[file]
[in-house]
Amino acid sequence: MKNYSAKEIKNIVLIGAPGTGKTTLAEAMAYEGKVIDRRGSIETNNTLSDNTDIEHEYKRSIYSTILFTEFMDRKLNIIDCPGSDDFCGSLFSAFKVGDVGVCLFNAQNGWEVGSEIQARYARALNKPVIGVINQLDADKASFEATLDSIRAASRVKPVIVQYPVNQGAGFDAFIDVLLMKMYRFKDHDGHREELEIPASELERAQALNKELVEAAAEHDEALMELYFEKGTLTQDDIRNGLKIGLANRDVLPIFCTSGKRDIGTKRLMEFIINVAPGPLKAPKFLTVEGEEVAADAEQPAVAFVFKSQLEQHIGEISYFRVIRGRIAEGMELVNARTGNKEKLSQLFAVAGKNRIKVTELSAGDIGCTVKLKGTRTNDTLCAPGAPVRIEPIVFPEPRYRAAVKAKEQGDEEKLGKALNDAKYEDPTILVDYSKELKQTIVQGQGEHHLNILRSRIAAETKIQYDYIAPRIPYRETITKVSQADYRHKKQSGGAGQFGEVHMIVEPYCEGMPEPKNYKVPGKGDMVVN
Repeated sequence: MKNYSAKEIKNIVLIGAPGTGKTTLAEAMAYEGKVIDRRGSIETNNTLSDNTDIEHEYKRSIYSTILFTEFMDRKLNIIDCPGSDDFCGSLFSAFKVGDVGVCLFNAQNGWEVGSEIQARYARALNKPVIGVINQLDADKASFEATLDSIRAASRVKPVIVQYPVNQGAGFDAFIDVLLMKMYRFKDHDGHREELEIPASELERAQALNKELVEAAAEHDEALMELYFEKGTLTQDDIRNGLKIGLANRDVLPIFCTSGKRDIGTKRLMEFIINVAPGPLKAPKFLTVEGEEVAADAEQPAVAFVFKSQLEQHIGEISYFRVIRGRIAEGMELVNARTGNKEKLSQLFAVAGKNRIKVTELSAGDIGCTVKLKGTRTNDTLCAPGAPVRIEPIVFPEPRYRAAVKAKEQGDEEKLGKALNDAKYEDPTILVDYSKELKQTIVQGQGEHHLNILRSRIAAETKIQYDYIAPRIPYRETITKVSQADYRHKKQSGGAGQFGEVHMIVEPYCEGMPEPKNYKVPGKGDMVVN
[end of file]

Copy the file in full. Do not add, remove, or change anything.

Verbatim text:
[in-house]
Amino acid sequence: MKNYSAKEIKNIVLIGAPGTGKTTLAEAMAYEGKVIDRRGSIETNNTLSDNTDIEHEYKRSIYSTILFTEFMDRKLNIIDCPGSDDFCGSLFSAFKVGDVGVCLFNAQNGWEVGSEIQARYARALNKPVIGVINQLDADKASFEATLDSIRAASRVKPVIVQYPVNQGAGFDAFIDVLLMKMYRFKDHDGHREELEIPASELERAQALNKELVEAAAEHDEALMELYFEKGTLTQDDIRNGLKIGLANRDVLPIFCTSGKRDIGTKRLMEFIINVAPGPLKAPKFLTVEGEEVAADAEQPAVAFVFKSQLEQHIGEISYFRVIRGRIAEGMELVNARTGNKEKLSQLFAVAGKNRIKVTELSAGDIGCTVKLKGTRTNDTLCAPGAPVRIEPIVFPEPRYRAAVKAKEQGDEEKLGKALNDAKYEDPTILVDYSKELKQTIVQGQGEHHLNILRSRIAAETKIQYDYIAPRIPYRETITKVSQADYRHKKQSGGAGQFGEVHMIVEPYCEGMPEPKNYKVPGKGDMVVN
Repeated sequence: MKNYSAKEIKNIVLIGAPGTGKTTLAEAMAYEGKVIDRRGSIETNNTLSDNTDIEHEYKRSIYSTILFTEFMDRKLNIIDCPGSDDFCGSLFSAFKVGDVGVCLFNAQNGWEVGSEIQARYARALNKPVIGVINQLDADKASFEATLDSIRAASRVKPVIVQYPVNQGAGFDAFIDVLLMKMYRFKDHDGHREELEIPASELERAQALNKELVEAAAEHDEALMELYFEKGTLTQDDIRNGLKIGLANRDVLPIFCTSGKRDIGTKRLMEFIINVAPGPLKAPKFLTVEGEEVAADAEQPAVAFVFKSQLEQHIGEISYFRVIRGRIAEGMELVNARTGNKEKLSQLFAVAGKNRIKVTELSAGDIGCTVKLKGTRTNDTLCAPGAPVRIEPIVFPEPRYRAAVKAKEQGDEEKLGKALNDAKYEDPTILVDYSKELKQTIVQGQGEHHLNILRSRIAAETKIQYDYIAPRIPYRETITKVSQADYRHKKQSGGAGQFGEVHMIVEPYCEGMPEPKNYKVPGKGDMVVN